Malioboro

Malioboro

The sun was beating down as thousands of people crowded along the street. They did not just stand on the sidewalk but some of them also ran over up to the road. The atmosphere was so noisy and hectic, with bubbling laughters, screaming car horns, traders shouting food and toys for children blended are into one. Such atmosphere is one that you might expect when you visited one of the most famous streets in Yogyakarta, Jalan Malioboro.

Jalan Malioboro (Malioboro Street) is a major shopping street in Yogyakarta, Indonesia. It lies in the line between Yogyakarta Kraton and Mount Merapi, where it is significant to many of the local population, as the north south orientation between the palace and the volcano is considered a being of importance. Malioboro was deliberately built at the heart of Yogyakarta by the Indies government at early 19th century as the center of economic and administrative activities. Symbolically, the area also aimed to compete with the domination of Sultan Mataram with his luxurious palace.

Before it turned into a busy street, Malioboro was a quiet road with a tamarind tree growing on the right and left. But the existence of Pasar Gede or Beringharjo Market on the south side and the presence of Chinese ethnic residential in Ketandan area gradually boosted the economy in the region. To add to its charm, the origin of the Malioboro name has long been a mystery and a thing of debate. Some believe the name derived from a word in Sanskrit, where Malioboro means flower bouquets as in the ancient times when the Palace held an event, a mile-long road would be filled with flower bouquets. Others said that Malioboro actually comes from Marlborough, an English Governor General, who ruled in Yogyakarta during the colonial period. Whatever the origin might be, it is unquestionable that now Jalan Malioboro has became a hallmark place for Yogyakarta.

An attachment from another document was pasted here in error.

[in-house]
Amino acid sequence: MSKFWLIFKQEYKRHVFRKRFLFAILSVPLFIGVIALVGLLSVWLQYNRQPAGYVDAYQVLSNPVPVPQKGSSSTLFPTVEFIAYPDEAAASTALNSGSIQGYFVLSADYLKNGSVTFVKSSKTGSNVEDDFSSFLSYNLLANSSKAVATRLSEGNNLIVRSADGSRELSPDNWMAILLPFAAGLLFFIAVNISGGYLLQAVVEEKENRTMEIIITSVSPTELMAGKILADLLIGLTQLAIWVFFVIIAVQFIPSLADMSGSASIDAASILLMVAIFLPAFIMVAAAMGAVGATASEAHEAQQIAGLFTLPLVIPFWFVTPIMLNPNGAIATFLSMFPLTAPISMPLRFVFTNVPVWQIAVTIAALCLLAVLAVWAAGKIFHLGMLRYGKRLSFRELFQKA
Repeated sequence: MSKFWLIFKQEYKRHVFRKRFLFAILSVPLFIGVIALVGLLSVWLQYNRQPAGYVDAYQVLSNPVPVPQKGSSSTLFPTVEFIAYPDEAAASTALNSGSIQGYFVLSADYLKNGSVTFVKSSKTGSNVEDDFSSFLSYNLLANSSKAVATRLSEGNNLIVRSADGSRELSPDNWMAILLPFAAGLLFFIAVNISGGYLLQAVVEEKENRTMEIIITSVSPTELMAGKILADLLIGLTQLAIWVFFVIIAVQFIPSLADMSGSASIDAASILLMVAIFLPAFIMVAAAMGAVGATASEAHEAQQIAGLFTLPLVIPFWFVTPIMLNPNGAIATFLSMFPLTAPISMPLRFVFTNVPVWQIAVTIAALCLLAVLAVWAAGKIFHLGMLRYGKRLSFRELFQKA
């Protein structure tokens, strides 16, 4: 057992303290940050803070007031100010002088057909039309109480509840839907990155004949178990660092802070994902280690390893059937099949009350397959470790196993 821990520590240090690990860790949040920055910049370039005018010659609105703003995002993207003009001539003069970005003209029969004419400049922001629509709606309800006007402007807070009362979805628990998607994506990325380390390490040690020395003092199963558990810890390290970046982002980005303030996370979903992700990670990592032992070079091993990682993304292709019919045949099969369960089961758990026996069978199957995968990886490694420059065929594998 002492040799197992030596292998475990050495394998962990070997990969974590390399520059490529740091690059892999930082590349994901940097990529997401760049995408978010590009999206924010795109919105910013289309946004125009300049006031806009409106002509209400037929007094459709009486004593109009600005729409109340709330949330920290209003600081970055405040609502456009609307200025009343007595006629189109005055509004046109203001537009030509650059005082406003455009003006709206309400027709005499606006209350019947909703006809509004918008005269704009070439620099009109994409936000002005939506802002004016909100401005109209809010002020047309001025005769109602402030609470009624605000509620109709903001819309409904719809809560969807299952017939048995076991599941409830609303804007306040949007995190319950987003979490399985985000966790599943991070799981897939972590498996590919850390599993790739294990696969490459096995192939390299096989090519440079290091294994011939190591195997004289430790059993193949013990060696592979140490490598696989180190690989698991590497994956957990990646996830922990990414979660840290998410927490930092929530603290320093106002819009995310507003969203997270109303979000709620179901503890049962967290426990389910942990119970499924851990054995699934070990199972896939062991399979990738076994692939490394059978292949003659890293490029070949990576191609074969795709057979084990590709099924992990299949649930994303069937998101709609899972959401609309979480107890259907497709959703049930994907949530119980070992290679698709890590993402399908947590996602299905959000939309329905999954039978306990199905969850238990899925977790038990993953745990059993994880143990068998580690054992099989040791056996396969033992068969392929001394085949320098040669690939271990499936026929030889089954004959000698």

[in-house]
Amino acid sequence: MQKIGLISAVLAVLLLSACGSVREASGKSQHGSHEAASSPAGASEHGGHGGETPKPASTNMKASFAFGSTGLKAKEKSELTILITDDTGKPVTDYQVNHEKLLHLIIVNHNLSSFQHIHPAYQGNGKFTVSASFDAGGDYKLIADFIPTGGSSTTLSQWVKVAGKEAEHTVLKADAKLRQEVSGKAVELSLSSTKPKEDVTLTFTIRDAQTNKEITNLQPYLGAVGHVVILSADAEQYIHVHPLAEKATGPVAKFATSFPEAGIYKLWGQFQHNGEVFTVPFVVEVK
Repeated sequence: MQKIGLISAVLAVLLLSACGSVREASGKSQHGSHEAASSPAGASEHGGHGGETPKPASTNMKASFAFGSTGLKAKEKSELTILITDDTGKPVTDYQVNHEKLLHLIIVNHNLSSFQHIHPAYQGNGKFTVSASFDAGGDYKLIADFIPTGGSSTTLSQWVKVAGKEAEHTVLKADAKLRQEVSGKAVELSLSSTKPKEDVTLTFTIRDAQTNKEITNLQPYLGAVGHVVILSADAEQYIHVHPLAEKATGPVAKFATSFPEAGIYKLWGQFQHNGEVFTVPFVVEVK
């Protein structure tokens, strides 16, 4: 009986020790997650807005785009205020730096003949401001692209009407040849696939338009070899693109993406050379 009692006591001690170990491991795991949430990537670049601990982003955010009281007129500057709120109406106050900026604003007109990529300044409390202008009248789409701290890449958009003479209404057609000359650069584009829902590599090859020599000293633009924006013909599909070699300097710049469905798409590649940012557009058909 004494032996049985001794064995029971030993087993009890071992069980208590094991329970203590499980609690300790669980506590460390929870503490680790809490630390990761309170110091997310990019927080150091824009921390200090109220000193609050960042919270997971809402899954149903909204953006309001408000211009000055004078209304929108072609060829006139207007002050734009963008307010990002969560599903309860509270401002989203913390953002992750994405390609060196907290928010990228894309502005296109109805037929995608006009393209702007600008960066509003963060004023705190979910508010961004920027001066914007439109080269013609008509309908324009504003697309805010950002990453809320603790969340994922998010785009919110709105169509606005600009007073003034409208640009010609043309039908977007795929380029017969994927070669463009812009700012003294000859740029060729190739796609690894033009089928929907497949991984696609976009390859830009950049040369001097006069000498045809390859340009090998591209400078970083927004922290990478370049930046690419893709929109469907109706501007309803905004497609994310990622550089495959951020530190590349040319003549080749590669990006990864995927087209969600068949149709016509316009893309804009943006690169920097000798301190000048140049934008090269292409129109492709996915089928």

The street is the centre of Yogyakarta’s largest tourist district surrounded with many hotels and restaurants nearby. Sidewalks on both sides of the street are crowded with small streetstalls selling a variety of goods which is a suitable place for tourists looking for cheap souvenirs in Yogyakarta. In the evening, several open-air street side restaurants, called “lesehan”, operate along the street and serve various food includes gudeg, steak, satay, tea, coffee and juice. At the market, you can buy batik fabric by the meter as well as readymade clothes. There’s also an array of handbags (many masquerading as designer brands), shoes and more. Upstairs, there are spices for sale and some antiques.

The bargaining process for souvenirs sold by the vendors lining up the sidewalk is one of the unique experiences you could get when you shop at the myriads streetstalls in Malioboro. These stalls offer various kinds of souvenirs and handicrafts made of silver, clay, batik, wood, and leather. However, just like any other traditional market, the vendors usually overcharge something for a souvenir you are interested in. If you are skilled at bargaining, the price is likely to drop drastically, say from IDR 50.000 to IDR 10.000. Unlike shopping alongside Malioboro walk, tourists can buy interesting things such as batik, handcrafted souvenirs, branded goods, and many more at Malioboro stores, albeit without the bargaining available. In this extent, Malioboro also serves as a modern shopping area.